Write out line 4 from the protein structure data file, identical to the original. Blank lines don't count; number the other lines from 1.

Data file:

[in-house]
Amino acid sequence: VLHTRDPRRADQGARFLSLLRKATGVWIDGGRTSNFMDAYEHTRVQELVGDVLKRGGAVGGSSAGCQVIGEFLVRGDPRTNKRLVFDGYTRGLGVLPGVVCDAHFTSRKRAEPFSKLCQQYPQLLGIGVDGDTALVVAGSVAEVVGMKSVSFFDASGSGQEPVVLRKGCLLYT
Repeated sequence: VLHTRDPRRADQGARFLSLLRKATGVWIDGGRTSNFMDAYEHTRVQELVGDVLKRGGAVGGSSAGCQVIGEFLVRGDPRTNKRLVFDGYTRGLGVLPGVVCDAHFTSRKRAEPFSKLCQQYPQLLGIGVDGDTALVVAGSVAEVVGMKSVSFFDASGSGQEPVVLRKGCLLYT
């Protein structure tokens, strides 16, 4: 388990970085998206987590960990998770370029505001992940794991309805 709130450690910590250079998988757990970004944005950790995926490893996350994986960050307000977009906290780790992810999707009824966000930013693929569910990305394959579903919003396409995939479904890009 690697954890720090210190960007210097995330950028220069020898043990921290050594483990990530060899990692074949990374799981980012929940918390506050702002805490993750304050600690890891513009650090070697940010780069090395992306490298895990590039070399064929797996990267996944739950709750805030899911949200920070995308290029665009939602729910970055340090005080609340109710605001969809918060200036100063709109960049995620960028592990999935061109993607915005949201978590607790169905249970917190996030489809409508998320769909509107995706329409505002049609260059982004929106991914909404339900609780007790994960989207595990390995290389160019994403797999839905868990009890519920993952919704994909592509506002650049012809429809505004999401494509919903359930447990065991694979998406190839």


């Protein structure tokens, strides 16, 4: 388990970085998206987590960990998770370029505001992940794991309805 709130450690910590250079998988757990970004944005950790995926490893996350994986960050307000977009906290780790992810999707009824966000930013693929569910990305394959579903919003396409995939479904890009 690697954890720090210190960007210097995330950028220069020898043990921290050594483990990530060899990692074949990374799981980012929940918390506050702002805490993750304050600690890891513009650090070697940010780069090395992306490298895990590039070399064929797996990267996944739950709750805030899911949200920070995308290029665009939602729910970055340090005080609340109710605001969809918060200036100063709109960049995620960028592990999935061109993607915005949201978590607790169905249970917190996030489809409508998320769909509107995706329409505002049609260059982004929106991914909404339900609780007790994960989207595990390995290389160019994403797999839905868990009890519920993952919704994909592509506002650049012809429809505004999401494509919903359930447990065991694979998406190839």